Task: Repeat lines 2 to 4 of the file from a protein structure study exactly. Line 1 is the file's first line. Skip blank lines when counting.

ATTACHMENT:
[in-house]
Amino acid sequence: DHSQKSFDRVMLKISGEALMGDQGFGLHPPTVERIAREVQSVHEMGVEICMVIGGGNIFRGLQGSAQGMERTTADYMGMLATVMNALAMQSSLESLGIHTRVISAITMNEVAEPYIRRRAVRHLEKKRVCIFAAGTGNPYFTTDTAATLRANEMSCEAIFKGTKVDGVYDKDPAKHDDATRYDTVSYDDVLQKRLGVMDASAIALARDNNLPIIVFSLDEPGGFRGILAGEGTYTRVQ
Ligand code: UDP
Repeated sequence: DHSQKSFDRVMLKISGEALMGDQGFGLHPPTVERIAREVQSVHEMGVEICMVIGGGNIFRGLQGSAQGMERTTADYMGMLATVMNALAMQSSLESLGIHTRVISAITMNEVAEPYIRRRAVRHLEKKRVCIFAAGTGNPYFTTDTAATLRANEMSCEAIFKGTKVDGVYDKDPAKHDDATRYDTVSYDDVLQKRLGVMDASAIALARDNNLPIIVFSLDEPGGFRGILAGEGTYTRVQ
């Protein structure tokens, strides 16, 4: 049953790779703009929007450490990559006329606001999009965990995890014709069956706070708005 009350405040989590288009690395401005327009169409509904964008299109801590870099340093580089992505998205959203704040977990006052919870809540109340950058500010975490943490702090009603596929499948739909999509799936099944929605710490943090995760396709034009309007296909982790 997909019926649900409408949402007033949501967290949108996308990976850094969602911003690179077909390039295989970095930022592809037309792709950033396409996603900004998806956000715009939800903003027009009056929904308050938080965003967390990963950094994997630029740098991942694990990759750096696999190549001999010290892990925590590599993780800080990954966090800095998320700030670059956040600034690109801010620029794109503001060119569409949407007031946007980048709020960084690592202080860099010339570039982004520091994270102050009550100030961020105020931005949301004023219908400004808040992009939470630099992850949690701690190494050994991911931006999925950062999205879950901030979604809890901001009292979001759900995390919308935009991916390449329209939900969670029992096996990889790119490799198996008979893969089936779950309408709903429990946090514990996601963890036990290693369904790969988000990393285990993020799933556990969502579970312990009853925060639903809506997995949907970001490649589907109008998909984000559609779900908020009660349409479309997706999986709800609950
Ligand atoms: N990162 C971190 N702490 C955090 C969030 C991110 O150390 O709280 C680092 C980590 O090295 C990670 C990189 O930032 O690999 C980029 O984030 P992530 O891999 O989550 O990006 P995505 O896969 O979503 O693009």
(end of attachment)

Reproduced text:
Amino acid sequence: DHSQKSFDRVMLKISGEALMGDQGFGLHPPTVERIAREVQSVHEMGVEICMVIGGGNIFRGLQGSAQGMERTTADYMGMLATVMNALAMQSSLESLGIHTRVISAITMNEVAEPYIRRRAVRHLEKKRVCIFAAGTGNPYFTTDTAATLRANEMSCEAIFKGTKVDGVYDKDPAKHDDATRYDTVSYDDVLQKRLGVMDASAIALARDNNLPIIVFSLDEPGGFRGILAGEGTYTRVQ
Ligand code: UDP
Repeated sequence: DHSQKSFDRVMLKISGEALMGDQGFGLHPPTVERIAREVQSVHEMGVEICMVIGGGNIFRGLQGSAQGMERTTADYMGMLATVMNALAMQSSLESLGIHTRVISAITMNEVAEPYIRRRAVRHLEKKRVCIFAAGTGNPYFTTDTAATLRANEMSCEAIFKGTKVDGVYDKDPAKHDDATRYDTVSYDDVLQKRLGVMDASAIALARDNNLPIIVFSLDEPGGFRGILAGEGTYTRVQ